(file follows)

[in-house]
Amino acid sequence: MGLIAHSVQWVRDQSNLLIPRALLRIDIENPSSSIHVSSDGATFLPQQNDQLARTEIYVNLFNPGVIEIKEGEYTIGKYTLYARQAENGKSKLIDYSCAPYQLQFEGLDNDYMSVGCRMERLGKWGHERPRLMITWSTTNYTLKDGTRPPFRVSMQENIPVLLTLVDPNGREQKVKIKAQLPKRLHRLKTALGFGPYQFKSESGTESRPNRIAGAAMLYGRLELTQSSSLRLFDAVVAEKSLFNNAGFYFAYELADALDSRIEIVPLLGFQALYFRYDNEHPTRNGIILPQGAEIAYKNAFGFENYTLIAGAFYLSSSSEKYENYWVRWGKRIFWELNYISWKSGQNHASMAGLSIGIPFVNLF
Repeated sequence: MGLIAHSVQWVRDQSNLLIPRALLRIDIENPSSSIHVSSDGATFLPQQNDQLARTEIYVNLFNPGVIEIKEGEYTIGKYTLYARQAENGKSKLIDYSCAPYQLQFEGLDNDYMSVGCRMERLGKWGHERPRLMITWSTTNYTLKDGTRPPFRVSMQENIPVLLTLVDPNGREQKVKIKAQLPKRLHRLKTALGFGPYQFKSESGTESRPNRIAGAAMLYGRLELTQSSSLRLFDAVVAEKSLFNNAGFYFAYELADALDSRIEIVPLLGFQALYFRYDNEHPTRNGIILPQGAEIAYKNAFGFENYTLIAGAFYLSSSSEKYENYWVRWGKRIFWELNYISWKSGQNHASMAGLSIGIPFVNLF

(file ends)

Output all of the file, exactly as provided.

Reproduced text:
[in-house]
Amino acid sequence: MGLIAHSVQWVRDQSNLLIPRALLRIDIENPSSSIHVSSDGATFLPQQNDQLARTEIYVNLFNPGVIEIKEGEYTIGKYTLYARQAENGKSKLIDYSCAPYQLQFEGLDNDYMSVGCRMERLGKWGHERPRLMITWSTTNYTLKDGTRPPFRVSMQENIPVLLTLVDPNGREQKVKIKAQLPKRLHRLKTALGFGPYQFKSESGTESRPNRIAGAAMLYGRLELTQSSSLRLFDAVVAEKSLFNNAGFYFAYELADALDSRIEIVPLLGFQALYFRYDNEHPTRNGIILPQGAEIAYKNAFGFENYTLIAGAFYLSSSSEKYENYWVRWGKRIFWELNYISWKSGQNHASMAGLSIGIPFVNLF
Repeated sequence: MGLIAHSVQWVRDQSNLLIPRALLRIDIENPSSSIHVSSDGATFLPQQNDQLARTEIYVNLFNPGVIEIKEGEYTIGKYTLYARQAENGKSKLIDYSCAPYQLQFEGLDNDYMSVGCRMERLGKWGHERPRLMITWSTTNYTLKDGTRPPFRVSMQENIPVLLTLVDPNGREQKVKIKAQLPKRLHRLKTALGFGPYQFKSESGTESRPNRIAGAAMLYGRLELTQSSSLRLFDAVVAEKSLFNNAGFYFAYELADALDSRIEIVPLLGFQALYFRYDNEHPTRNGIILPQGAEIAYKNAFGFENYTLIAGAFYLSSSSEKYENYWVRWGKRIFWELNYISWKSGQNHASMAGLSIGIPFVNLF